Travel is back, but hospitality employers are still playing catch up. Travelers around the world are booking flights, checking into hotel rooms, making reservations and buying tickets. Brands are attracting customers but struggling to attract employees with the right hospitality recruitment strategies.
In 2020, the size of the global tourism market fell by nearly a trillion dollars as travel came to a halt. The industry finally surpassed its prepandemic highs in 2023, reaching a market size of $2.3 trillion (USD). But employment in the industry lags behind. In the U.S. alone, nearly 2 million hospitality jobs remain unfilled, according to the Washington Post.
The old hospitality recruitment strategies aren’t working anymore. The world of work has changed. Many sectors have expanded the availability of remote and hybrid work, and many front-line hospitality workers left the industry for more flexible roles.
Employers must update their employer branding and candidate attraction strategies to draw in top hospitality talent. In this article, we cover the hospitality brain drain and provide hospitality recruitment strategies that talent leaders can put into place now to get ahead of the competition.
The Hospitality Industry Brain Drain
One of the largest lasting impacts from the COVID-19 pandemic is the permanent loss of talent. as workers fled the travel and hospitality industry for more stable, more flexible or less customer-facing positions. While employment in the hospitality sector still lags, professional and business services saw 1.4 million new jobs added during the pandemic.
Rather than returning to employment in hotels or with airlines, many laid off workers looked for behind-the-scenes office work where they were offered more flexibility, more traditional hours and often higher pay.
In 2022, the U.S. Bureau of Labor Statistics reported record quit rates during the Great Resignation, with the quit rate in leisure and hospitality jumping by a percentage point to 6.4%.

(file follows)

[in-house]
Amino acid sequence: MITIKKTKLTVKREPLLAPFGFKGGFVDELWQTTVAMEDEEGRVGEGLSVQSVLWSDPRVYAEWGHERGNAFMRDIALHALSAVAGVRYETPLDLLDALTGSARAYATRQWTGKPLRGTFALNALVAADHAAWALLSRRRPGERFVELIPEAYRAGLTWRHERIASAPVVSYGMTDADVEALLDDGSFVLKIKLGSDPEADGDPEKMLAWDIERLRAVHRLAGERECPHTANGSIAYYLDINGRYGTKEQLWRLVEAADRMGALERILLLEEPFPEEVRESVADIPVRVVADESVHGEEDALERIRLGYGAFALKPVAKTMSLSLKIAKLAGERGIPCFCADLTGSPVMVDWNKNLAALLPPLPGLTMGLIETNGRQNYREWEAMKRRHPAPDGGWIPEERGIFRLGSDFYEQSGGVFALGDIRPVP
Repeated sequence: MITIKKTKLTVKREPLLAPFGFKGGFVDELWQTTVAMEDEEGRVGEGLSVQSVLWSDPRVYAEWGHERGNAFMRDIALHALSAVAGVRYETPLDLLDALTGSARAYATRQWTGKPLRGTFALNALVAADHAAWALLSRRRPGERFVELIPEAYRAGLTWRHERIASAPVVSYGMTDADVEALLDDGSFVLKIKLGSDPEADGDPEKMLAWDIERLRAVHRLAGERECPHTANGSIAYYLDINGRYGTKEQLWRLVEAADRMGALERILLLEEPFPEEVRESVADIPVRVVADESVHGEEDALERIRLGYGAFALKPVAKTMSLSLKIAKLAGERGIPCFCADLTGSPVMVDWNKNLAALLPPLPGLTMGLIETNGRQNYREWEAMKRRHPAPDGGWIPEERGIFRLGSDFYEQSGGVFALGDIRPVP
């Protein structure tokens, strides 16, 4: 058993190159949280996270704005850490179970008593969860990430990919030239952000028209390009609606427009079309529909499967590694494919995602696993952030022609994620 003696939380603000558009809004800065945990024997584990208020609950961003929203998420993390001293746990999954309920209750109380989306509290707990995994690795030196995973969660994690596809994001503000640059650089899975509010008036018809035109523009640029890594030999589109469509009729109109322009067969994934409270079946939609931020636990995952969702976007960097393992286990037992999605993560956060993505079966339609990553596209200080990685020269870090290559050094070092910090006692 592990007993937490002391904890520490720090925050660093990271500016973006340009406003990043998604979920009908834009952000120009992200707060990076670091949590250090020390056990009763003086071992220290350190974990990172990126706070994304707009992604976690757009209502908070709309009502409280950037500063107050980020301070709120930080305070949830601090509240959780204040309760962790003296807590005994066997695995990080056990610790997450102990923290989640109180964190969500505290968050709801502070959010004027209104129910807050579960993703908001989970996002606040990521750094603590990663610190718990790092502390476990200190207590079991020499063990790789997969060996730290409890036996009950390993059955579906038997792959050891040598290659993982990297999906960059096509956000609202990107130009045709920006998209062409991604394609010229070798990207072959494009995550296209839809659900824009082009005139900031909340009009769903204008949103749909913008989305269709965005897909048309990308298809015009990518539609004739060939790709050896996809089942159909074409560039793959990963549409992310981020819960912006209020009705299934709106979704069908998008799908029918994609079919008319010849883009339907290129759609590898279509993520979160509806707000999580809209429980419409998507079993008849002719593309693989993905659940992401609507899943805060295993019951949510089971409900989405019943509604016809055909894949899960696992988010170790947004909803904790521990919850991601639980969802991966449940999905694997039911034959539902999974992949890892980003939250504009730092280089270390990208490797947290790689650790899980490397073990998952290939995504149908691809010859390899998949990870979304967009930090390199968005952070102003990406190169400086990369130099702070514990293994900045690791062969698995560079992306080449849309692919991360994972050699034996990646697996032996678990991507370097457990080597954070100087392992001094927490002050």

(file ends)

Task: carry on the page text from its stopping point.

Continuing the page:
This phenomenon, sometimes called “brain drain,” has left hospitality employers with not just fewer workers but also those with less experience. This has led to increased competition for experienced hospitality workers and often increased time-to-fill rates for more specialized hospitality roles. Talent leaders must work to coax experienced workers back to the industry while also focusing on the next generation. Below, we outline three strategies to bring back and bring in hospitality talent.
Top 3 Hospitality Recruitment Strategies
1. It’s Time to Update Your Employer Brand
In today’s talent market, hospitality employers need to stand out in a crowded field of competition. Your employer value proposition and employer brand will be what convinces top talent to join your organization, rather than the hotel down the street or the customer service job that will allow them to take calls from their home offices.
However, after the past several years, few have had the resources to invest in and update their employer brands. If you haven’t refreshed your employer brand in a few years, now is the time. Each hospitality brand has its own distinctive personality and style that should be reflected in both consumer marketing and employer branding.
Your employer value proposition, or EVP, is the foundation of your employer brand. Your EVP describes the give and get between employer and employee. At PeopleScout, our EVP work has five phases:
In the define stage, we build a baseline understanding of you and your competition through competitor audits, social listening, candidate experience diagnostics and collaborative sessions. In the discover phase, we go deeper to understand what makes your organization unique through interviews with leaders and employees throughout the organization.
From there, we analyze the data and develop an EVP prototype that we validate through workshops and interviews with employees. In the design phase, we create the creative concepts to bring your EVP to life with an employer brand playbook and employer brand toolkit. These include deliverables like EVP positioning and messaging, social media posts and ads, and printed materials like posters and exhibition stands for job fairs.
Finally, we deploy, focusing on an employee ambassador program that helps your current employees share their stories with prospective candidates. From there, your EVP and brand can flex and evolve to adapt to changing candidate expectations.